Hello there. I am exactly three and a half days away from going to Quebec City for the Annual Training in Lacanian Psychoanalysis. I am so excited! It’s almost always the same group of people, same place, same time. Five days of intense immersion in psychoanalytic text, concepts, thoughts, clinical material and case presentations, nicely framed with a welcoming cocktail at the beginning and a farewell dinner at the end. My dream come true!
This year, we are talking about the Clinic of the (psychoanalytic) Symptom. I have a reading list of articles that I need to read prior to the Training, all by Freud. I’ll spare you the titles. Bottom line is, as someone mentioned in one of the comments before, there is a lot of work involved in psychoanalytic work, most of it in the background.
In psychoanalysis, we think of people’s struggles and complaints in terms of their MEANING. When someone comes in to ask for help, they present with a number of complaints. Sometimes, it’s about difficulties in relationships, other times it’s about anxiety or depression, eating issues, suicidal thoughts, obsessive-compulsive rituals, cutting, acting out, etc. Every person has a main issue or a main SYMPTOM that organizes the rest of their psychic life and that is not necessarily the same as the complaints people report when they begin psychotherapy.
The psychoanalytic symptom is a message from the UNCONSCIOUS that we try to decipher. In classic Freudian terms and very simply put, if there is something that we unconsciously long for and that something is against the laws or morals of the society we live in, a symptom is created as the compromise between the two conflicting forces within us.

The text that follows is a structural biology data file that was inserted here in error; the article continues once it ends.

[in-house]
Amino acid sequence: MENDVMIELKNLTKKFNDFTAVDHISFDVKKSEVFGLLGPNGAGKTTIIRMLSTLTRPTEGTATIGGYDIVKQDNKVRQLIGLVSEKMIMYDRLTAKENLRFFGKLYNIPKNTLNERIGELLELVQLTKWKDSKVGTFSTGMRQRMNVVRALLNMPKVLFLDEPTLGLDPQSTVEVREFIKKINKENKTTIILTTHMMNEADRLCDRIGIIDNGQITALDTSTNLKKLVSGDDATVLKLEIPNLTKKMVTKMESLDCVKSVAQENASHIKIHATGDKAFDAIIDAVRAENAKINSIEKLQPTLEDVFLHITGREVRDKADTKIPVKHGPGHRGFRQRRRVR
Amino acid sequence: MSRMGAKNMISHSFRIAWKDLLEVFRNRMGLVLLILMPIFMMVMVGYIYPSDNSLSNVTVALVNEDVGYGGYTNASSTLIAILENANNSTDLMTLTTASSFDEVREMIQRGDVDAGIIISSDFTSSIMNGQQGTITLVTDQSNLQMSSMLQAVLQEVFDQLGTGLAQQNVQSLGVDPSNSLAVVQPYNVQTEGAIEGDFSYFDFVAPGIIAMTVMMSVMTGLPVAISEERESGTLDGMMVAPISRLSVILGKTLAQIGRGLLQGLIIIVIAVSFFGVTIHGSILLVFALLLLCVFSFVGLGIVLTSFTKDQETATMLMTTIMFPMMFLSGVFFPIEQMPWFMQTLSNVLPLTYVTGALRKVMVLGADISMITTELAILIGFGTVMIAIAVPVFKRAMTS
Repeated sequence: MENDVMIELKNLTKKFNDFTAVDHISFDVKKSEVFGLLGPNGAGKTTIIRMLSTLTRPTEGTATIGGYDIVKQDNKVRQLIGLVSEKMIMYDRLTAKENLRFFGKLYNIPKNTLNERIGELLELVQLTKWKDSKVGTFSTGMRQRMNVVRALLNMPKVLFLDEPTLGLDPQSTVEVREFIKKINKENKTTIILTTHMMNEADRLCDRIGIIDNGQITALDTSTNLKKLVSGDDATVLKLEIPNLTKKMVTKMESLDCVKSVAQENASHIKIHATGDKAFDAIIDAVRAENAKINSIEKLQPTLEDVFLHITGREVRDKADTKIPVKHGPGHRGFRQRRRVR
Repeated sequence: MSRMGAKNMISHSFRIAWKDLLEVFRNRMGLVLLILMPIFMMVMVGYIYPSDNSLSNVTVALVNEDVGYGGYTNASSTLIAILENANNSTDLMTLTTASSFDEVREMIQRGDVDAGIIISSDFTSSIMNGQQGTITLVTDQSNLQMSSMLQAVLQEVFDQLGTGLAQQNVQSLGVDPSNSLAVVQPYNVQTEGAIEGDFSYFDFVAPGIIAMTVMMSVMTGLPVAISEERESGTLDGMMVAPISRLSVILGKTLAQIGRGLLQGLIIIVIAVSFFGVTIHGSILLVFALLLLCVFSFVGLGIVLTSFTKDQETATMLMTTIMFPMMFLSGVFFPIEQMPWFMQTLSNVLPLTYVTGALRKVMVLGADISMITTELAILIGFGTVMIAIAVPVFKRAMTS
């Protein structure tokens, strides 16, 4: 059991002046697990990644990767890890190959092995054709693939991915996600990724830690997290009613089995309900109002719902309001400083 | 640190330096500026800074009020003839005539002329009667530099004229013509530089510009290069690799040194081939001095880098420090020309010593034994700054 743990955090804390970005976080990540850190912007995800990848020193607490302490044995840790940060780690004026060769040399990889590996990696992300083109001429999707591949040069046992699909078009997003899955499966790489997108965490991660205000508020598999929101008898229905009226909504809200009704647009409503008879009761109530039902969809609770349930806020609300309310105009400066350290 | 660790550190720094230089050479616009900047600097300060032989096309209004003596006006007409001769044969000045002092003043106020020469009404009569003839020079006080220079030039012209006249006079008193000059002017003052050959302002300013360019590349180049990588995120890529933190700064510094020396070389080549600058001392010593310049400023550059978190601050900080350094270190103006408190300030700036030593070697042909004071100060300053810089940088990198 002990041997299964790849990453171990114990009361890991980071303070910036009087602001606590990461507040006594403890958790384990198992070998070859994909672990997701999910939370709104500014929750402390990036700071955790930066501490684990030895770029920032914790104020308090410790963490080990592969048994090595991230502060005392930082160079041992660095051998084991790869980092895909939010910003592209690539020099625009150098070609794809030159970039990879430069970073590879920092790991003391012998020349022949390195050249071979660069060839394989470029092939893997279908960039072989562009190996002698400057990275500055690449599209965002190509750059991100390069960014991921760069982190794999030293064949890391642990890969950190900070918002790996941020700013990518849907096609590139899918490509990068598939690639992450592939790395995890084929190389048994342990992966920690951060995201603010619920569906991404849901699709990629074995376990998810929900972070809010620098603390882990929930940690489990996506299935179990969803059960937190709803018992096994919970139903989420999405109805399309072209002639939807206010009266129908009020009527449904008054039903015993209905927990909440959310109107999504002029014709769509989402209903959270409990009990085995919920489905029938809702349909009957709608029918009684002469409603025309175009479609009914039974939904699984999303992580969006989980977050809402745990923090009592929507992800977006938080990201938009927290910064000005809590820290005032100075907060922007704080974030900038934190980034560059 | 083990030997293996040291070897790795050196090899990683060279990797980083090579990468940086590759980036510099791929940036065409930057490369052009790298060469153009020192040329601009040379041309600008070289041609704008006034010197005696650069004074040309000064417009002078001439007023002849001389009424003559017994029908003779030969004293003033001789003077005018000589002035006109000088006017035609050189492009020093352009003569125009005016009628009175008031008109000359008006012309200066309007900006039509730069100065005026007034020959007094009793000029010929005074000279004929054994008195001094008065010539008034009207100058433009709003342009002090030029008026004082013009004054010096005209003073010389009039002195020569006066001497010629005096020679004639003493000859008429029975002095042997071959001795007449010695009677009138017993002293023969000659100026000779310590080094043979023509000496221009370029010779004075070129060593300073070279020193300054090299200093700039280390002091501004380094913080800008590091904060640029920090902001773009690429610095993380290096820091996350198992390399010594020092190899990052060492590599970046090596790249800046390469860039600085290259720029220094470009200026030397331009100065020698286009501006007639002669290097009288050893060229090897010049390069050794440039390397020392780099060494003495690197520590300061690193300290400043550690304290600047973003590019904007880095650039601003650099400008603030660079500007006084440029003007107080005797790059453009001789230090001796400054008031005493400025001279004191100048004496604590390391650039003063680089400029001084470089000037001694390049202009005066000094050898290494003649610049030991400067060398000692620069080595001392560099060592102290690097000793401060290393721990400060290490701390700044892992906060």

The symptom has a FUNCTION that serves a purpose, even if only partly satisfying. However, it comes a point in a person’s life when the symptom can no longer be sustained or the benefit from the symptom no longer outweighs its costs. This is usually when depression sets in and when people make a call to see a psychoanalyst or a therapist.
Because of this function, in psychoanalytic practice, we rarely attack the symptom head on; we usually let it be. Think of it as the person’s only way of speaking without words. It’s like crutches that help you walk – if we take them away, you won’t be able to. That could sometimes do more harm than good.
Instead, we try to listen to the SYMPTOM and its message. One of the readers of the blog nicely illustrated this point with an example from Annie Rogers’ book “The Unsayable” in the comments to Practical Psychoanalysis: A Year in Review. The symptom was a “headache” and the patient had a history of abuse, I believe sexual abuse. Here is what the reader wrote:
“The abuser’s name was Ed and so when the young girl kept mentioning she had been having a headache a lot, the therapist repeated her words back to her but said it as “”Ed ache.” If I recall correctly, the girl had been having great difficulty disclosing her abuse to her parents but was having problems with physical symptoms and being “accident prone.” (comment by Velveteen Rabbit)
This example illustrates how the symptom is formed (something from our psyche, usually traumatic, gets inscribed in our body in the form of a physical symptom) as well as the Lacanian idea that “the unconscious is structured like a language.” It is the job of the analyst to listen to these “messages from the unconscious” and repeat them back to the patient in a form that they can hear.
I will try to find my copy of the book and look into this example again in more detail.
In the meantime, I am off to Quebec City for a week of PSYCHOANALYSIS, the UNCONSCIOUS and THE SYMPTOM.
Talk to you when I get back!
P.S. If you have thoughts or questions about the symptom, future topics or anything really, please, comment in the section below.